There have always been mass movements. Tiananmen Square took place in 1989, long before anyone even thought of something like Twitter. But social networking has certainly made it easy, and the things we viddy on a computer or iPad screen are a window to a different kind of world. In 2001, the web was still largely a "push" medium; today it's participatory and immediate. When young people can see a different world in front of them, it becomes more difficult to talk them into sacrificing themselves for a vague promise of 72 virgins after death. The terrorist dead-enders are still out there, but if we as a nation can just keep from fucking it up, it's just possible that we might be able to help the protesters and fighters in Egypt and Libya and Yemen and every other country that's trying to shake off the despots we've tolerated in the name of oil to pull their nations, kicking and screaming if necessary, into the present. And then our task will be to keep our own from slding back to the past.
I'm not going to be opining much about the 9/11 anniversary, other than just a comparatively dispassionate piece I'll put up on Sunday about my own experiences on that day, because frankly, after a decade of living in a nation governed by one party that is willing to use fear and terror to further its own agenda and another so terrified of that party that it refues to call the sky blue if the other one says it's yellow, I just don't want to relive the last decade. And while New York City Mayor Mike Bloomberg has taken a lot of crap for limiting the invited guests to Sunday's memorial to the families of those lost, Sunday really should be for them, not for those of us who only had to watch it on TV and then get on with our lives.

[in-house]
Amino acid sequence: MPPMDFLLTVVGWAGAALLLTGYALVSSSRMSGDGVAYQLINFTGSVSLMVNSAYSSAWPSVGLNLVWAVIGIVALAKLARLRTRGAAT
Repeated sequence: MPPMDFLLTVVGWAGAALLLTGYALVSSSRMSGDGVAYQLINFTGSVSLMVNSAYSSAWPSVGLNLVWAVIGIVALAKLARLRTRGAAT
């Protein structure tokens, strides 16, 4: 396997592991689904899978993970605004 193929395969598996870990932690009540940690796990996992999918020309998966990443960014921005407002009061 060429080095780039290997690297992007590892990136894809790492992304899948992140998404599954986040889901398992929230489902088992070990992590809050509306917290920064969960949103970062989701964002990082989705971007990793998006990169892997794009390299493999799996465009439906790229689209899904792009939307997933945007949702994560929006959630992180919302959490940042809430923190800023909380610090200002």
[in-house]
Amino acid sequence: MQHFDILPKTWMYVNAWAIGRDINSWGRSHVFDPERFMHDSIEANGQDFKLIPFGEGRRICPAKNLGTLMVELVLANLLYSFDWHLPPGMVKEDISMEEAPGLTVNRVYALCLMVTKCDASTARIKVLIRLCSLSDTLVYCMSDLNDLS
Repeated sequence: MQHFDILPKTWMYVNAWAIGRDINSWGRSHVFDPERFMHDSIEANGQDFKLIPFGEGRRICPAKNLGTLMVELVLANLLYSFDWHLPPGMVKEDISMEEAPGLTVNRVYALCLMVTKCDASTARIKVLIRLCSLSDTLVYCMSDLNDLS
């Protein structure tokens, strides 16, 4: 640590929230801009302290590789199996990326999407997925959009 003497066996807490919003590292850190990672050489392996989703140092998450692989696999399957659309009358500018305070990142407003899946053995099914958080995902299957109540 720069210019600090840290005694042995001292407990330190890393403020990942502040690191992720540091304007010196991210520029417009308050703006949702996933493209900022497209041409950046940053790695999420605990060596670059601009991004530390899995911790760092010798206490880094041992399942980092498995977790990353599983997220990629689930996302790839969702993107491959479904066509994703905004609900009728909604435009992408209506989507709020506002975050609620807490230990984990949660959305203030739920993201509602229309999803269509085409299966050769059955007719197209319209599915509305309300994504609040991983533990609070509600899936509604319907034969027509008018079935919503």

And in the midst of all this, President Please-Like-Me was on the teevee again last night, doing another one of his quasi-populist bellowings in front of a Congress that predictably either sat on its hands of applauded furiously depending on which party they represent. The aforementioned Andrew Sullivan is so far into penitence mode that he actually used the name "Harry Truman" in his critique of the speech, so desperate is he to find something strong and resolute in this president. This was Obama's time to say, "You guys fucked this up, I've spent three years trying to fix it, and you've blocked me every step of the way. I'm sick of dealing with you, now here's what we're going to do." But instead he patronized the crowded under-bus crowd with a few crumb-words like "union" and "polluters" while talking about starving Social Security with "payroll tax cuts" (the better to gut it later in his quest to be Nixon in China) and making sure that already highly-skilled unemployed Americans have NO time to go on interviews for jobs that might pay a living wage by making them work for private companies for the pittance that unemployment pays. But hey, at least American companies will have access to cheap labor....and we'll see how many of them actually hire these people at even one penny more than unemployment pays.
Sullivan isn't the only one sold on the speech, but we know this guy gives good speechifying. But as Digby notes, after a bit of lip service paid to liberal ideals, the rest of it was all about cutting spending, making Medicare unavailable to people between the ages of 65 and 67, and tax cuts that are unlikely to get enough fuel into the demand side of the economy to get this stalled-out engine going again.
Happy Friday, everyone.